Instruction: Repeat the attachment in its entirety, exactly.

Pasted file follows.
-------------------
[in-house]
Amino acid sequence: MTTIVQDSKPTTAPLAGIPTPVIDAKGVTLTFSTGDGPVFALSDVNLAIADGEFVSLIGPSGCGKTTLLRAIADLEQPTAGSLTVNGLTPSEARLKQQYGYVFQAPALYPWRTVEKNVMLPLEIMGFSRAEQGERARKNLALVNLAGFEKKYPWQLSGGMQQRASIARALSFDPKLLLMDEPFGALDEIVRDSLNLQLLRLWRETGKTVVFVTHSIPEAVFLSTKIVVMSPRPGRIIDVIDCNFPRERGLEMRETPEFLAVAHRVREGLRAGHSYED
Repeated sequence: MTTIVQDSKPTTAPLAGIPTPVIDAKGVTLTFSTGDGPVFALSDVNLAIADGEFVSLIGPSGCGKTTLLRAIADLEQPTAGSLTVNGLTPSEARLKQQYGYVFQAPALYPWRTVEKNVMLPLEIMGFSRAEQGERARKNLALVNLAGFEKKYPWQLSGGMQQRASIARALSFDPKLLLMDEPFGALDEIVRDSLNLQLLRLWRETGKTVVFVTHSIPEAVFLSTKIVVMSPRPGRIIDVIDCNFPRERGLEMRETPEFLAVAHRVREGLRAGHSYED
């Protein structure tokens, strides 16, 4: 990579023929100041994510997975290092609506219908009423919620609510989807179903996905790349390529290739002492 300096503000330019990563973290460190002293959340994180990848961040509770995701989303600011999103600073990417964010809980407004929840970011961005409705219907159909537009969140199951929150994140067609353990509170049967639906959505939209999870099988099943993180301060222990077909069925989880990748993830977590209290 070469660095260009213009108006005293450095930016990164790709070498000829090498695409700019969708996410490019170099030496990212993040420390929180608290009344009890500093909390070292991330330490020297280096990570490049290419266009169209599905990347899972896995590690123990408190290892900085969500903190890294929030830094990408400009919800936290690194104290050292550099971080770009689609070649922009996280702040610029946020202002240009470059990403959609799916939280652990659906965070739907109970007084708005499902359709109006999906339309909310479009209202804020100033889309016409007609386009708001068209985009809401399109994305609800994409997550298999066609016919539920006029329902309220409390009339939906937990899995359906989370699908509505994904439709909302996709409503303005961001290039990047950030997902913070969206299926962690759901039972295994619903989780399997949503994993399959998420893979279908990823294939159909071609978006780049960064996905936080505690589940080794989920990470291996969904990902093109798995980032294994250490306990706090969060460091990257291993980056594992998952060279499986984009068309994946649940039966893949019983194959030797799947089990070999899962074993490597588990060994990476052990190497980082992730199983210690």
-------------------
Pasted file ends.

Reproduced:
[in-house]
Amino acid sequence: MTTIVQDSKPTTAPLAGIPTPVIDAKGVTLTFSTGDGPVFALSDVNLAIADGEFVSLIGPSGCGKTTLLRAIADLEQPTAGSLTVNGLTPSEARLKQQYGYVFQAPALYPWRTVEKNVMLPLEIMGFSRAEQGERARKNLALVNLAGFEKKYPWQLSGGMQQRASIARALSFDPKLLLMDEPFGALDEIVRDSLNLQLLRLWRETGKTVVFVTHSIPEAVFLSTKIVVMSPRPGRIIDVIDCNFPRERGLEMRETPEFLAVAHRVREGLRAGHSYED
Repeated sequence: MTTIVQDSKPTTAPLAGIPTPVIDAKGVTLTFSTGDGPVFALSDVNLAIADGEFVSLIGPSGCGKTTLLRAIADLEQPTAGSLTVNGLTPSEARLKQQYGYVFQAPALYPWRTVEKNVMLPLEIMGFSRAEQGERARKNLALVNLAGFEKKYPWQLSGGMQQRASIARALSFDPKLLLMDEPFGALDEIVRDSLNLQLLRLWRETGKTVVFVTHSIPEAVFLSTKIVVMSPRPGRIIDVIDCNFPRERGLEMRETPEFLAVAHRVREGLRAGHSYED
């Protein structure tokens, strides 16, 4: 990579023929100041994510997975290092609506219908009423919620609510989807179903996905790349390529290739002492 300096503000330019990563973290460190002293959340994180990848961040509770995701989303600011999103600073990417964010809980407004929840970011961005409705219907159909537009969140199951929150994140067609353990509170049967639906959505939209999870099988099943993180301060222990077909069925989880990748993830977590209290 070469660095260009213009108006005293450095930016990164790709070498000829090498695409700019969708996410490019170099030496990212993040420390929180608290009344009890500093909390070292991330330490020297280096990570490049290419266009169209599905990347899972896995590690123990408190290892900085969500903190890294929030830094990408400009919800936290690194104290050292550099971080770009689609070649922009996280702040610029946020202002240009470059990403959609799916939280652990659906965070739907109970007084708005499902359709109006999906339309909310479009209202804020100033889309016409007609386009708001068209985009809401399109994305609800994409997550298999066609016919539920006029329902309220409390009339939906937990899995359906989370699908509505994904439709909302996709409503303005961001290039990047950030997902913070969206299926962690759901039972295994619903989780399997949503994993399959998420893979279908990823294939159909071609978006780049960064996905936080505690589940080794989920990470291996969904990902093109798995980032294994250490306990706090969060460091990257291993980056594992998952060279499986984009068309994946649940039966893949019983194959030797799947089990070999899962074993490597588990060994990476052990190497980082992730199983210690």